Find a topic that interests you and meet with a professor! Whether it’s a professor you are taking a class with, one you saw speak at an event or panel, or one whose research just really interests you: schedule a meeting! One of the great parts about CofC is the availability of research for undergraduate students, so take advantage of it! You can either work on a project a professor is already working on or create your own and ask them to advise you on it. The options are essentially endless when it comes to research with the department and the professors are always willing to help.

What do you like most about working for the political science department?

My favorite part about working for the political science department is the people. They are all friendly, engaging, and helpful. It has been fabulous to get to know Tracey Andrews, the department’s new administrative coordinator. She is always there to help everyone and put a smile on your face. We have a blast in everything we do. The entire department is like that. They make tasks that might seem boring fun, just by being themselves. Also, everyone is so welcoming and anytime I need anything I know the doors are open and they will be there to help me out. It has given me the chance to meet more students majoring in political science and to talk about my passion for the subject and department at multiple events such as Accepted Students Weekend and Honors Interview Weekend. I love being able to share my excitement with so many other people here.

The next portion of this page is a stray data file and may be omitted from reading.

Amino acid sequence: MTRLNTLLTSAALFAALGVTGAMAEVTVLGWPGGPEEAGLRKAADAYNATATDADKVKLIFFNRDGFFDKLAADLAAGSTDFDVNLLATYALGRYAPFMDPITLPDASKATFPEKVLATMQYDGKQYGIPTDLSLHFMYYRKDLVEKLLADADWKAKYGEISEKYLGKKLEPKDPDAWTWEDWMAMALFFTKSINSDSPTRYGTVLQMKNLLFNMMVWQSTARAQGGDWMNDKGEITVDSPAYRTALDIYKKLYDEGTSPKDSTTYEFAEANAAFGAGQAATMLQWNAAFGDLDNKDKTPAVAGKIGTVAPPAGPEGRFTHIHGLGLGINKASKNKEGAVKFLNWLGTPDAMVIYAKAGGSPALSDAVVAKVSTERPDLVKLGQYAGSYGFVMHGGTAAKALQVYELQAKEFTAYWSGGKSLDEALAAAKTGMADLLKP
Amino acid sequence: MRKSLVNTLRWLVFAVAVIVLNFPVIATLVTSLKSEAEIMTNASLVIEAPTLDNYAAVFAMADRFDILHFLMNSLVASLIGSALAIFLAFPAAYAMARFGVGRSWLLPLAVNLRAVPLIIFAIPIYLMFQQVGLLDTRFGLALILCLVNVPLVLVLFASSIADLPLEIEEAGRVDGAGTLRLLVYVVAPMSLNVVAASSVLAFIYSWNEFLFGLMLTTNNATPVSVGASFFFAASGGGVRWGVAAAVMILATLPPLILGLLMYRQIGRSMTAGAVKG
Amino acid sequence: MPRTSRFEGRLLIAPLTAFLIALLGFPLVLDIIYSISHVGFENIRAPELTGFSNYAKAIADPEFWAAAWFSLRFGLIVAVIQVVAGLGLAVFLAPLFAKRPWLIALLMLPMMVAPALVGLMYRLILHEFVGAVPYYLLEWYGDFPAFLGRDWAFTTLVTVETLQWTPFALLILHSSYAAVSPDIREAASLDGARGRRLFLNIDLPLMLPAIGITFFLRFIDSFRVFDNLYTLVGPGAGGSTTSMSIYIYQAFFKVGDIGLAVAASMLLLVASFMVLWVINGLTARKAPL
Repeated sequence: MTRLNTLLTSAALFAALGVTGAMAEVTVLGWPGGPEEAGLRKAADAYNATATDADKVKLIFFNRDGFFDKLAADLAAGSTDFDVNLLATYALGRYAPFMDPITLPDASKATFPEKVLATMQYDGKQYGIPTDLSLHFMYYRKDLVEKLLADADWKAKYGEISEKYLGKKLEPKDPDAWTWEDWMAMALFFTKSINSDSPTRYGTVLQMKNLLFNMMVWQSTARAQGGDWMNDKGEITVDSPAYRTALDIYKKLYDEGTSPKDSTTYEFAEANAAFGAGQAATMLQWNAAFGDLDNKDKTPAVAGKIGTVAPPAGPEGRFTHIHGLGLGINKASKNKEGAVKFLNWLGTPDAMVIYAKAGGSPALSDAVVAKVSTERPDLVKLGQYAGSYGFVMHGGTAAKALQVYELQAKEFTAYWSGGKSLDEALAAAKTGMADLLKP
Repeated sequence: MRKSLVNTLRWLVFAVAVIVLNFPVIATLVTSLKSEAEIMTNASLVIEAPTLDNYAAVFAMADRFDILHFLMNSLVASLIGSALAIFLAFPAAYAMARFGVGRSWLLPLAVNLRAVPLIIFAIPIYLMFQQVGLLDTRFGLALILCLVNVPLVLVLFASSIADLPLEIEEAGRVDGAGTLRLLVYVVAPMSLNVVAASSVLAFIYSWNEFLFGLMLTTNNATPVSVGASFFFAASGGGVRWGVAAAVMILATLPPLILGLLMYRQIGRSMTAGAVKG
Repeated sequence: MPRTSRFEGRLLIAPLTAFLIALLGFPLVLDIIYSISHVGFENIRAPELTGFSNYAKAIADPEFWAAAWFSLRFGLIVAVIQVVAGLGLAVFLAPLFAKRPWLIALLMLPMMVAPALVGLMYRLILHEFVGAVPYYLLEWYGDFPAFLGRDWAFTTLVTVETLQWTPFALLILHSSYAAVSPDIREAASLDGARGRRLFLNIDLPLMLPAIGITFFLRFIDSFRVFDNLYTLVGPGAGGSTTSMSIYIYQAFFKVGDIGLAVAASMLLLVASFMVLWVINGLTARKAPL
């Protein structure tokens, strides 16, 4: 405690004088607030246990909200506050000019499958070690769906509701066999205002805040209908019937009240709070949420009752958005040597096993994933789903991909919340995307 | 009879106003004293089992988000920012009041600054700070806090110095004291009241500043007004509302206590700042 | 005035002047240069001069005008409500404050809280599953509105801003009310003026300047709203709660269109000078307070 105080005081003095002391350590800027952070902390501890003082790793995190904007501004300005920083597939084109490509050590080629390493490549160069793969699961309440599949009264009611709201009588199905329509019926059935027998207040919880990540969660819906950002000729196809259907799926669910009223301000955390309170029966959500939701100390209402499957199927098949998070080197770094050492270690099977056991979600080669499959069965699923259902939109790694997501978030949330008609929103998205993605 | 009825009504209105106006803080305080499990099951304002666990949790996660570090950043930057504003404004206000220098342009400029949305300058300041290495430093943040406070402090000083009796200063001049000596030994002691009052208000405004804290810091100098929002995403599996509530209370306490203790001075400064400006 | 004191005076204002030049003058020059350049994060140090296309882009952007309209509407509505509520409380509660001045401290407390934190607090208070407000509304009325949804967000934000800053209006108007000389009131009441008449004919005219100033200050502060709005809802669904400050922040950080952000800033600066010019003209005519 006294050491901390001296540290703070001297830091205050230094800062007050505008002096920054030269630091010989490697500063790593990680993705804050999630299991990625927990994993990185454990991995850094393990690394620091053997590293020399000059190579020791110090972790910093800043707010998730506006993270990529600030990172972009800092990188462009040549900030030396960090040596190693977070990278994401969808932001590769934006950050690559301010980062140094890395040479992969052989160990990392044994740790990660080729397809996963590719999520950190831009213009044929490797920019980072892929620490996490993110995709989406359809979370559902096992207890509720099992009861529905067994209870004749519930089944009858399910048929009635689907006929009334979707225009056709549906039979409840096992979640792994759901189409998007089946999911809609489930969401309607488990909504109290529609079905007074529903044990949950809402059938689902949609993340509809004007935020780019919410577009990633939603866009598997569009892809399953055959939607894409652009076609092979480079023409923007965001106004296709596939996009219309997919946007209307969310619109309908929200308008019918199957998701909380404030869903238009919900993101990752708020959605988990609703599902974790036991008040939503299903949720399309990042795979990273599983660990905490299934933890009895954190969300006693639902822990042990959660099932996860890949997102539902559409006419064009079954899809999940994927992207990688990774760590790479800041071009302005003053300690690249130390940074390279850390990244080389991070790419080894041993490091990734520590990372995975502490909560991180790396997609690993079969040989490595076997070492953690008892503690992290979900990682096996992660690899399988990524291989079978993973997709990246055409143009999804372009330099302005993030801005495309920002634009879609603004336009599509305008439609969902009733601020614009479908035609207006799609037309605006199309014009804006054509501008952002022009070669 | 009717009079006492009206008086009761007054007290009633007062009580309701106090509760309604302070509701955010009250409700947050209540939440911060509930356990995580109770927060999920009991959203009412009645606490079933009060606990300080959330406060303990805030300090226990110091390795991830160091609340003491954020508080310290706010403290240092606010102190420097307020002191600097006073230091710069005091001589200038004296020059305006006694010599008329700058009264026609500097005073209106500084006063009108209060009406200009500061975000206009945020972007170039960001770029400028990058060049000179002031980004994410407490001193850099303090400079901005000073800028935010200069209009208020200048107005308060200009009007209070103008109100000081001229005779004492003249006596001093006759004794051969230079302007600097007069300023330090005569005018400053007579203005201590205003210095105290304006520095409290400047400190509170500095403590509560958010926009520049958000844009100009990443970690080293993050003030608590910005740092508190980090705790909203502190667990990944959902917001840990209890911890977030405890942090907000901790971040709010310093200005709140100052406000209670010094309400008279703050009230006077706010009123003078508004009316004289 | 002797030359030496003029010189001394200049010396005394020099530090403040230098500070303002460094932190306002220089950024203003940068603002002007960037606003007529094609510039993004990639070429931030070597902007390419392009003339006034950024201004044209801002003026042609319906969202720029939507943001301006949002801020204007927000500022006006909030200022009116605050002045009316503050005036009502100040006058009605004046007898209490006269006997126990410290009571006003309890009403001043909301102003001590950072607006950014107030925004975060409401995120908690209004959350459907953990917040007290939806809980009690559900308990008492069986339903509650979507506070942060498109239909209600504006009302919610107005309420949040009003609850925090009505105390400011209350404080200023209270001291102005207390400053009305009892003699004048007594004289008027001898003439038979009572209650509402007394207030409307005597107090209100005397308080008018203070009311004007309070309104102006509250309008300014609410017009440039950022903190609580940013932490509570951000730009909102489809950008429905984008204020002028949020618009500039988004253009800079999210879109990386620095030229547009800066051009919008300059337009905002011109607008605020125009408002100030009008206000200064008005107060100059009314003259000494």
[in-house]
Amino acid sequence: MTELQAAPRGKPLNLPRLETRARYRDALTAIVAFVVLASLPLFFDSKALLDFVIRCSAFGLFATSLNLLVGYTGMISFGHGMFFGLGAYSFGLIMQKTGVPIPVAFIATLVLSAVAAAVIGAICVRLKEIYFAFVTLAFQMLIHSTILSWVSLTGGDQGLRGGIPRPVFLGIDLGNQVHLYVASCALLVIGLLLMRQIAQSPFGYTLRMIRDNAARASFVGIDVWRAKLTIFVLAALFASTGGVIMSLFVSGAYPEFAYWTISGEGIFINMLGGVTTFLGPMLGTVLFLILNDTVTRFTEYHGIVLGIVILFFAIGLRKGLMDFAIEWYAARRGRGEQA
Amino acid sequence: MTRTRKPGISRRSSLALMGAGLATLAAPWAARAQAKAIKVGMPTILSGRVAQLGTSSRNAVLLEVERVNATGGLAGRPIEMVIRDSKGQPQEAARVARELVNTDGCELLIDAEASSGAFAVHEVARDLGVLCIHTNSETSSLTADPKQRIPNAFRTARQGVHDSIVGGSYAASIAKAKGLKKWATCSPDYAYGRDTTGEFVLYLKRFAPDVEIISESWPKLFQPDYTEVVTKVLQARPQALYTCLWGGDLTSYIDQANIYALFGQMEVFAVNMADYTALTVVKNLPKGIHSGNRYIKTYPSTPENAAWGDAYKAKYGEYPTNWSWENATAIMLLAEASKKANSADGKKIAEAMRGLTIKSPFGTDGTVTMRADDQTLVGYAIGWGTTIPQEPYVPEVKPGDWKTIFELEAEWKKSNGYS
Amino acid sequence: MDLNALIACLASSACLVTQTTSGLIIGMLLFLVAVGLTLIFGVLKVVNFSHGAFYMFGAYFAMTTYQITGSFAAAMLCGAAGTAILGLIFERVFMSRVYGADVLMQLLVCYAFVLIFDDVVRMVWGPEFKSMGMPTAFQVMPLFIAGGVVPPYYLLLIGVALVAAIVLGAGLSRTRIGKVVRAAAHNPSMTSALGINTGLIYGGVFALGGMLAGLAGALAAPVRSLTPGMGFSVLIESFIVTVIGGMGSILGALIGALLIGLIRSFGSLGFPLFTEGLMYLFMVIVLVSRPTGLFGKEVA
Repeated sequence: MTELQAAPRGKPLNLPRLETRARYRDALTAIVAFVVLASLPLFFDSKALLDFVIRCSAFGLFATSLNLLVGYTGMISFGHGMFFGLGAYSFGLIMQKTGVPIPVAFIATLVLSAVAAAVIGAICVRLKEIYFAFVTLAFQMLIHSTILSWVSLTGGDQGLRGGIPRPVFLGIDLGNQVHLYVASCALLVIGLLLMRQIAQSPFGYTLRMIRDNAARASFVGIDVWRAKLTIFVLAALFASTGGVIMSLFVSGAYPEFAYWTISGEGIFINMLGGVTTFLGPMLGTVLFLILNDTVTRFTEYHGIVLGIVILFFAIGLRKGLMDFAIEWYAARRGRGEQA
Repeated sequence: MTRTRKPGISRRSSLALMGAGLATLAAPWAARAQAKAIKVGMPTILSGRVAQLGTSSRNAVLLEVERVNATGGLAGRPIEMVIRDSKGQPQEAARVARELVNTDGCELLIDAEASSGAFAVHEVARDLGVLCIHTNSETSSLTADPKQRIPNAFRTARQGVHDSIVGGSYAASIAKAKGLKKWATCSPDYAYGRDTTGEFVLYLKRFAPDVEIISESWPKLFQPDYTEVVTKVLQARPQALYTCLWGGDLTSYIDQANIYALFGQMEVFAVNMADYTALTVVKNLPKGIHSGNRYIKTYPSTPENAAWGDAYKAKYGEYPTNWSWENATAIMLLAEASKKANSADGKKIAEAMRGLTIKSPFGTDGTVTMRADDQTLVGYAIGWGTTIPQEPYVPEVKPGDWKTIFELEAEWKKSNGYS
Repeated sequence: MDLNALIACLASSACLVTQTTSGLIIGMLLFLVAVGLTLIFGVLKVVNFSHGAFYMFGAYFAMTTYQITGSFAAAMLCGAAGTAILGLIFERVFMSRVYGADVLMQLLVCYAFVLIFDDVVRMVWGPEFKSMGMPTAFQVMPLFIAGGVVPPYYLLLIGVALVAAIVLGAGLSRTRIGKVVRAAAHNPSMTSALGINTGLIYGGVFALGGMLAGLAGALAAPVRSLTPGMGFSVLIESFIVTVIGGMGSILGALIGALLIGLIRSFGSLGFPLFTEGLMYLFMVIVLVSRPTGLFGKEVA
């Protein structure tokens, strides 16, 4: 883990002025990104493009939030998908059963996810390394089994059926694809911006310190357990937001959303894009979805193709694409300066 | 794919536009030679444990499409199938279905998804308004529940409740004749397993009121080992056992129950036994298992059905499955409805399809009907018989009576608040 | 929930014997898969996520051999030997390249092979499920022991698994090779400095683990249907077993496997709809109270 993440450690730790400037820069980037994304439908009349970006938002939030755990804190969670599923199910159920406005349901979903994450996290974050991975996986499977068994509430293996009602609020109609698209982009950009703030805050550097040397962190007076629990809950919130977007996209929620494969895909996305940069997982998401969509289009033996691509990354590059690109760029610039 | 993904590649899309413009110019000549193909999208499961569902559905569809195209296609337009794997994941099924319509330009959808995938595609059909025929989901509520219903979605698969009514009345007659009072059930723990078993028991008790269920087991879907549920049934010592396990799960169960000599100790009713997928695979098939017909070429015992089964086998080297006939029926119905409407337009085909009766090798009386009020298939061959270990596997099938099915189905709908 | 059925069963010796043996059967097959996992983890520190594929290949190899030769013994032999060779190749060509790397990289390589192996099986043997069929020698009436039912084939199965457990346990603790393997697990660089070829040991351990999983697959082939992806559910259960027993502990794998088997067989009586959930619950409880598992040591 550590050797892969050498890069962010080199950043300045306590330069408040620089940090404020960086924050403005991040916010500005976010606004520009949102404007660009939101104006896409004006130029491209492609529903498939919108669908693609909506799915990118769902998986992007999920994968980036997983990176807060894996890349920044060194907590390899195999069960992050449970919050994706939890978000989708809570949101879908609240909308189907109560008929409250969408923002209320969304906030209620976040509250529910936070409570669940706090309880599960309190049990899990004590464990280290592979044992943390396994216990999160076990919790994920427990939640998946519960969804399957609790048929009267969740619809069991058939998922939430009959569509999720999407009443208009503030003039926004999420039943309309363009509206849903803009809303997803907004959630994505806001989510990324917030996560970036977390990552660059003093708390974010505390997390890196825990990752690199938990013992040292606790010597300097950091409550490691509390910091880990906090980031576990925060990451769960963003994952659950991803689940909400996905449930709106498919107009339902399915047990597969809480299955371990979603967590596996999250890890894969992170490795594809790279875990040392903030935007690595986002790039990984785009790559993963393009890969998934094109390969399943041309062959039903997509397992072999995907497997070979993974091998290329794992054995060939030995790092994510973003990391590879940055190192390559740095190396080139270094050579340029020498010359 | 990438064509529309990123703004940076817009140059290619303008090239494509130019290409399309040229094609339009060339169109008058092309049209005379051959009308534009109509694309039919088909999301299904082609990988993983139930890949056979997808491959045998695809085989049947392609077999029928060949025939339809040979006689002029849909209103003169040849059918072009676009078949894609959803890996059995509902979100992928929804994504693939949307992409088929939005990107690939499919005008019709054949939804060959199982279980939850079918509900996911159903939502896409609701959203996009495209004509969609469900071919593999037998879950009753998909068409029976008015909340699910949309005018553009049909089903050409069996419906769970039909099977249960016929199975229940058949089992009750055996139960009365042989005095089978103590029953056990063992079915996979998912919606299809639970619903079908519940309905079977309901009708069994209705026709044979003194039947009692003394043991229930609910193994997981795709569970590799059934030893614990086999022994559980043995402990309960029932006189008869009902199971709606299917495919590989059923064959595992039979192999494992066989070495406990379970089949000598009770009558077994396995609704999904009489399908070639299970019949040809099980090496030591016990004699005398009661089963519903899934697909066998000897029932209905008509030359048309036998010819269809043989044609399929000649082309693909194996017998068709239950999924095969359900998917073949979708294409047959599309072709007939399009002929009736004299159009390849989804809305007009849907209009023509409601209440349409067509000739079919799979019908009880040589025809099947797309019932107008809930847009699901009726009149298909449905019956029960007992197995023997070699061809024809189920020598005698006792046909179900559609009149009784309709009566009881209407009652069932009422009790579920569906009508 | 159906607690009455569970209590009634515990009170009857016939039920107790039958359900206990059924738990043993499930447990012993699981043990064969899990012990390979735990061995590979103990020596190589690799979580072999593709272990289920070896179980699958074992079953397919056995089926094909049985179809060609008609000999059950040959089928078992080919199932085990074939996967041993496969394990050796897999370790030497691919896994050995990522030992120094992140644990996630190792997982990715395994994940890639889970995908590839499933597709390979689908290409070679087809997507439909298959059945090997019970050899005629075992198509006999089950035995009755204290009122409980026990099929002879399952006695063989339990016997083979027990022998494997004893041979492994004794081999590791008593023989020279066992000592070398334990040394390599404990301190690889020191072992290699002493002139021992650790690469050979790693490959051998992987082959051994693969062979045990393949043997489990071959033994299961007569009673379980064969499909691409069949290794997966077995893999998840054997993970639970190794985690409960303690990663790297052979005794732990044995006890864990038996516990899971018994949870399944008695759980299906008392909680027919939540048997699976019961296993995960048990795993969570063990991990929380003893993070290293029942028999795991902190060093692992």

What are your plans for after graduation? How do you think being a political science major will help you reach those goals?

After graduation I want to take a gap year to work in either the nonprofit or public sector, learning even more about local and state government. Then, I want to attend a joint program where I receive my Masters in Preservation and a law degree. In the long term, I want to work on using the law to protect and promote preservation, whether this means through lobbying, working for the public sector, or owning my own firm. I wouldn’t be able to do this without my political science degree. In addition to helping me truly realize my passions, it is through this program that I have learned vital skills such as critical thinking, research, and advanced writing. Additionally, the knowledge I have gained through this major is invaluable, teaching me about law, policy, legislation, governance, and more. This will give me a great foundation as I continue to pursue my future goals and endeavors.